Almost a quarter of the low-ranking Taleban commanders lured out of the
insurgency in southern Afghanistan have rejoined the fight because of broken
government promises and paltry rewards, a scathing report on reintegration
Nato plans to spend more than $1 billion (£648 million) over the next five
years tempting Taleban foot soldiers to lay down their arms.
But research by a Kabul-based thinktank warns that those efforts could make
matters worse by swelling the ranks of the insurgency, exacerbating village
level feuds and fuelling government corruption.
The report, titled Golden Surrender, by the independent Afghanistan
Analysts Network, is highly critical of the British-backed Peace and
Reconciliation Scheme (PTS), established in 2005, which it says has been
left to flounder under bad leadership with neither the political nor the
financial capital it required.
It is those rotten foundations on which Nato and the Afghan government must
now build as part of its two-pronged negotiation strategy of reaching out to
insurgent fighters while offering political accommodation to their
Nato claims there are up to 36,000 Taleban foot soldiers, most of them are
fighting in southern Afghanistan. The PTS claims to have reconciled just
646, less than 2 per cent, over five years, including 33 commanders.
"Several of these have reportedly rejoined the insurgency, including a number
of low to mid-level commanders who are currently active in Helmand...Uruzgan
and Kandahar," the report says.
One man identified as Mullah Mirza was reported to have returned to fight in
Marjah, in Helmand, where thousands of US, British and Afghan troops
launched Operation Moshtarak earlier this year.
A second commander, identified only as Azizullah, is reportedly fighting in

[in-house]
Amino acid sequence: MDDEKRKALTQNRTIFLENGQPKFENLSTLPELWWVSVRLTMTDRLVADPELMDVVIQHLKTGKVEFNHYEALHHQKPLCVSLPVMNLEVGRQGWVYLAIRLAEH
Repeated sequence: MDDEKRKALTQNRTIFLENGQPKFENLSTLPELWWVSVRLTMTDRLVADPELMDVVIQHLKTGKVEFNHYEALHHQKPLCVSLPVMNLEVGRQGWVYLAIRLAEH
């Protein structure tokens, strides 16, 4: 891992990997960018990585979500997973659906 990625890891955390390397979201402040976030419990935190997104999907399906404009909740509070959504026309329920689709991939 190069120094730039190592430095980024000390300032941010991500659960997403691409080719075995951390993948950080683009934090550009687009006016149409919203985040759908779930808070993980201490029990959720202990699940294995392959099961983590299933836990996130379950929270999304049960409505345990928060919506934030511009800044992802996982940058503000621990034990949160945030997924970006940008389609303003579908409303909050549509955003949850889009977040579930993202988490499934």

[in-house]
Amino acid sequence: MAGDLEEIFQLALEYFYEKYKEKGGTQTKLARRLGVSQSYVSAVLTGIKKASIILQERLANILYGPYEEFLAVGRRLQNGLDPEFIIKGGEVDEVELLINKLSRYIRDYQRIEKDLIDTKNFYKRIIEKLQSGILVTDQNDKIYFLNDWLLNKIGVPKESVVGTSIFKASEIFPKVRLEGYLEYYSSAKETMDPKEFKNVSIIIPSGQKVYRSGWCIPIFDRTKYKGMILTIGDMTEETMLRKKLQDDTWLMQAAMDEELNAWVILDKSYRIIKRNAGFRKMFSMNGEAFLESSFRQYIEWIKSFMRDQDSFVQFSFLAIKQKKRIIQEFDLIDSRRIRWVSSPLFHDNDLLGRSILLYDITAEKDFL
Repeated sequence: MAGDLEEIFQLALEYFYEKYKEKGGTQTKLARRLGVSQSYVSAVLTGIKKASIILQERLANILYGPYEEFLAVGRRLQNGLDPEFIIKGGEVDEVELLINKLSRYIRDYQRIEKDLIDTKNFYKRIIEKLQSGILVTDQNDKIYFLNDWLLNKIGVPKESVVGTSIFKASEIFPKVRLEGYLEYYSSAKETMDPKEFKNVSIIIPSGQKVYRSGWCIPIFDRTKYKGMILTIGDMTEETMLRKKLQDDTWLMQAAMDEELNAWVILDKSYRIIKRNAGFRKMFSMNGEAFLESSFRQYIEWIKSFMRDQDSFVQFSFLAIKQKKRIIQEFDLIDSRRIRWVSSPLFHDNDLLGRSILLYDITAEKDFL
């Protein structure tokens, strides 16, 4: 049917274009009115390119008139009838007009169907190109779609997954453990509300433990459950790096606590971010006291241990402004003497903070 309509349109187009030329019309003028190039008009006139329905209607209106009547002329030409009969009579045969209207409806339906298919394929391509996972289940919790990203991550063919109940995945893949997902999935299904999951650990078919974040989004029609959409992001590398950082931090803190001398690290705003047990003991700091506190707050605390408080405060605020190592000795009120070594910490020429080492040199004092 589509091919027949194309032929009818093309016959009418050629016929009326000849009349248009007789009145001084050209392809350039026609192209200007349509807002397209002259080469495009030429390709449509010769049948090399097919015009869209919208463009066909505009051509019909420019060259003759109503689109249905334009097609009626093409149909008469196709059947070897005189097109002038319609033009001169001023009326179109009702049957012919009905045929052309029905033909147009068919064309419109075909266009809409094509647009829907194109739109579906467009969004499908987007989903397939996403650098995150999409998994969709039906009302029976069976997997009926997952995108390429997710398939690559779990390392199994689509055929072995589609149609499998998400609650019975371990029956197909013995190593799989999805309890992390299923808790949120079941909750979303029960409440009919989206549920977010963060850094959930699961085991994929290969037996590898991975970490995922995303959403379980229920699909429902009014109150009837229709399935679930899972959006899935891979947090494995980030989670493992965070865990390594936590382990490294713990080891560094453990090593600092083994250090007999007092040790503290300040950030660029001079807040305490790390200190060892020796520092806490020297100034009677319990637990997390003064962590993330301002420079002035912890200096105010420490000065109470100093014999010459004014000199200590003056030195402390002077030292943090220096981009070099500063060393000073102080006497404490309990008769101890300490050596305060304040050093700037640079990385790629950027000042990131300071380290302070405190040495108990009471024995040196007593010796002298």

Kajaki, also in Helmand, where British troops are repairing a massive
hydroelectric dam. Their efforts have been put on hold because engineers
cannot get enough concrete through Taleban-held towns nearby.
Two others are fighting in Uruzgan, where US, Dutch and Australian troops are
based, and the remaining four are active in Kandahar, the research found.
Nato plans to launch a major operation in Kandahar in the summer.
"Most of these commanders were inactive for six to 18 months, waiting for the
PTS to deliver on its promises," the report says. "Once it became apparent
that no support would be forthcoming they simply rejoined the fight."
The Times was unable to corroborate the report's findings, partly
because Taleban commanders change their names every few months and the eight
men referred to are not well known.
But officials in southern Afghanistan said it was known that fighters had
reconciled and then reverted to the insurgency in the past.
"During my tenure as governor, two or three times the Taleban came through PTS
and then went back to the Government," the former governor of Uruzgan
province, Engineer Assadullah Hamdam, told The Times.
Fighters are rarely motivated by money alone, the report says, but a complex
mix including status, grievances with the Government, anger at civilian
casualties and long-held personal enmities.
Reports of millions of dollars available to lure these people out of the fight
risks tempting more people to join the insurgency - albeit temporarily - to
benefit. Meanwhile, loyal government supporters "may become resentful, even
hostile, if they see resources being channelled to anti‐government groups".
Protecting fighters who opt to swap sides will also prove difficult if the
Taleban carry out threats of retribution.
Major General Richard Barrons, who heads Nato's reintegration taskforce, told The
Times last month that Nato would back community defence initiatives,
which critics have branded militias, to protect communities who swap sides.
"Until we have grown the police we need a mechanism that delivers security,
without fixing all the force that we have now," he said.
"It's very likely that the Local Defence Initiative will be part of the
A report by the Afghan NGO Safety Office, which provides independent security
advice to charities across Afghanistan, warned that the first such scheme in
eastern Afghanistan "not only devastated those areas with inter-tribal
conflict but also appears to have ignited a power struggle within [a]
neighbouring... district as tribal leaders there vie for a similar deal".
The bleak quarterly assessment warns charity staff to prepare for Nato's
withdrawal by late 2011. "We note that International military forces have
made their withdrawal contingent on being able to demonstrate two key...
conditions: a degraded armed opposition and an improved government security
force," it states.
"We assess, perhaps cynically, that there is an awareness neither of these
conditions can be genuinely extant in time and so strategies to create the
perception of them are being pursued instead."